Let’s leave “heartsink” behindBMJ 2015; 351 doi: https://doi.org/10.1136/bmj.h6542 (Published 10 December 2015) Cite this as: BMJ 2015;351:h6542
- Simon Cocksedge, general practitioner, Chapel-en-le-Frith, High Peak, Derbyshire SK23 0RH
“If I didn’t know his history, he would be the classic heartsink,” a prize winning essayist wrote this year.1 The word took me back more than 20 years, to weekly GP training seminars. “Heartsink” patients had just been described,2 and registrars spent entertaining hours outbidding each other for the best example of the day. Case after case was recounted, bemoaning the many failings of human nature witnessed by novice practitioners.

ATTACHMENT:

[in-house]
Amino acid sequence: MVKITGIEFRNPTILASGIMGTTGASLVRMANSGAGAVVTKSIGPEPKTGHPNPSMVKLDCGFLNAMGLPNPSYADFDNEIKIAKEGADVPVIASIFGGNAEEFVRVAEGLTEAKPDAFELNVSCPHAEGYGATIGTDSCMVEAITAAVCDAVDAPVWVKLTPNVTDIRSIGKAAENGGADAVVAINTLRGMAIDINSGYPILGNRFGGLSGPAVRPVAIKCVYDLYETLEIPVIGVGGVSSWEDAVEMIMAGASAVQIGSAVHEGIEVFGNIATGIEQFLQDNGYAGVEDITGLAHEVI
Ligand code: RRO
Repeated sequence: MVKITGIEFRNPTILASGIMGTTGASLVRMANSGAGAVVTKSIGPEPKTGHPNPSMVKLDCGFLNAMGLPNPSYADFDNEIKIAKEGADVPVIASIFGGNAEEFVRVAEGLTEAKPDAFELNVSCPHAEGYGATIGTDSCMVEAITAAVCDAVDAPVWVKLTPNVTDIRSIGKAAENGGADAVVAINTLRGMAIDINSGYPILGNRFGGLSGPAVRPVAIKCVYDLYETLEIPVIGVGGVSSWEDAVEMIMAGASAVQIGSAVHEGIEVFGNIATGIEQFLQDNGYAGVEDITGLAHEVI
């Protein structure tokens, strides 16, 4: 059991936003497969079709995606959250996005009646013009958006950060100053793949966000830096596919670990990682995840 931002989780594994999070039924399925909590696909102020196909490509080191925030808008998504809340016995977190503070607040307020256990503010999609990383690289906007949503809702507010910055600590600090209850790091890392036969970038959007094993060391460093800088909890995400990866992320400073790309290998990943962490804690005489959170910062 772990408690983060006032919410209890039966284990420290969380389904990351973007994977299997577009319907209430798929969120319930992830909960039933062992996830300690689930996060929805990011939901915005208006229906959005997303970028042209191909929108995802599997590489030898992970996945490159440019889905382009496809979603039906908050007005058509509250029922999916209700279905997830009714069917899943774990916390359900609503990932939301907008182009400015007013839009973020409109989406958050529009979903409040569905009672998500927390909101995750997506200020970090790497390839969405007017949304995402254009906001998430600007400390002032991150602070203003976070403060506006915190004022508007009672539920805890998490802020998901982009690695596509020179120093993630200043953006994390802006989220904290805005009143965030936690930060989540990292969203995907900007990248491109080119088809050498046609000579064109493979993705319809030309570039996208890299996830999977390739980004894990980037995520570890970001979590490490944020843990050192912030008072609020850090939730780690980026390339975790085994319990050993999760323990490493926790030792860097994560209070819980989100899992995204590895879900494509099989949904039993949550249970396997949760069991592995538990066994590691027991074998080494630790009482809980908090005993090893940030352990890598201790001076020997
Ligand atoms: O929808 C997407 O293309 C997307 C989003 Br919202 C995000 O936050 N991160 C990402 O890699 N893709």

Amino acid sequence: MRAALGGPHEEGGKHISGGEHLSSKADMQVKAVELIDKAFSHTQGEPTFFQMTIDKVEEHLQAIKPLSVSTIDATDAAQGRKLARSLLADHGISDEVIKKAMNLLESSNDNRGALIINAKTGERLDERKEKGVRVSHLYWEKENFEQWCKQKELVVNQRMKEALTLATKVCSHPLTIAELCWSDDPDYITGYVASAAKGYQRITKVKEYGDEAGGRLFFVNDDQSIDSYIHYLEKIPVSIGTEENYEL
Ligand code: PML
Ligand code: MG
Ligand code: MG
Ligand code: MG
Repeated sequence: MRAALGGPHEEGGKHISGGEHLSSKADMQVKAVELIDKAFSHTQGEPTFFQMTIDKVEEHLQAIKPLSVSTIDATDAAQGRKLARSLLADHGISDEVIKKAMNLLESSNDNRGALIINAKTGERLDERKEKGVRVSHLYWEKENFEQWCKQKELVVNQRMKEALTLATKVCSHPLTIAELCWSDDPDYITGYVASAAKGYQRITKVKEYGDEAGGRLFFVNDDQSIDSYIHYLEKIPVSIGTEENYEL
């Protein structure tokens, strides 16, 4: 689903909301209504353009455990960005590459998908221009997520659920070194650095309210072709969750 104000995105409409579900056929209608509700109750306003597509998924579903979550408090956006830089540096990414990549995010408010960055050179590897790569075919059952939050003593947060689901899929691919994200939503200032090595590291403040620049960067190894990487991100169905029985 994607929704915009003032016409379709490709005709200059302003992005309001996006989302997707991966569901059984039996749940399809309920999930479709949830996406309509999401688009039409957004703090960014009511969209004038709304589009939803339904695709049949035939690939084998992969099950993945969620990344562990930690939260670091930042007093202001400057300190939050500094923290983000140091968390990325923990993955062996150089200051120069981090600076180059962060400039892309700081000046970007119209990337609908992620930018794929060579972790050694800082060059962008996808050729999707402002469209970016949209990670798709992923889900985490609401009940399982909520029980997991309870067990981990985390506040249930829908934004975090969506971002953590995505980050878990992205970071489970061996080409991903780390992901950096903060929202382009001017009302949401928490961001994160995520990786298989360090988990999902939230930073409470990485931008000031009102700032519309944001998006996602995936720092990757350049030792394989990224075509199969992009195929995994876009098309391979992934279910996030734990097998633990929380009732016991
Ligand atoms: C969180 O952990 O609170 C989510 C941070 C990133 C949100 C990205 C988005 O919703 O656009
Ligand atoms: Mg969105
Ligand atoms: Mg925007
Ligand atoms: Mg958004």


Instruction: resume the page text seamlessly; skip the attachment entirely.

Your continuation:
And yet this essay also brought back that niggling, unsettled feeling in my mind that this wasn’t the right word—and the sense that it was both derogatory and demeaning, saying more about doctors than their patients.
So I started listening for instances …
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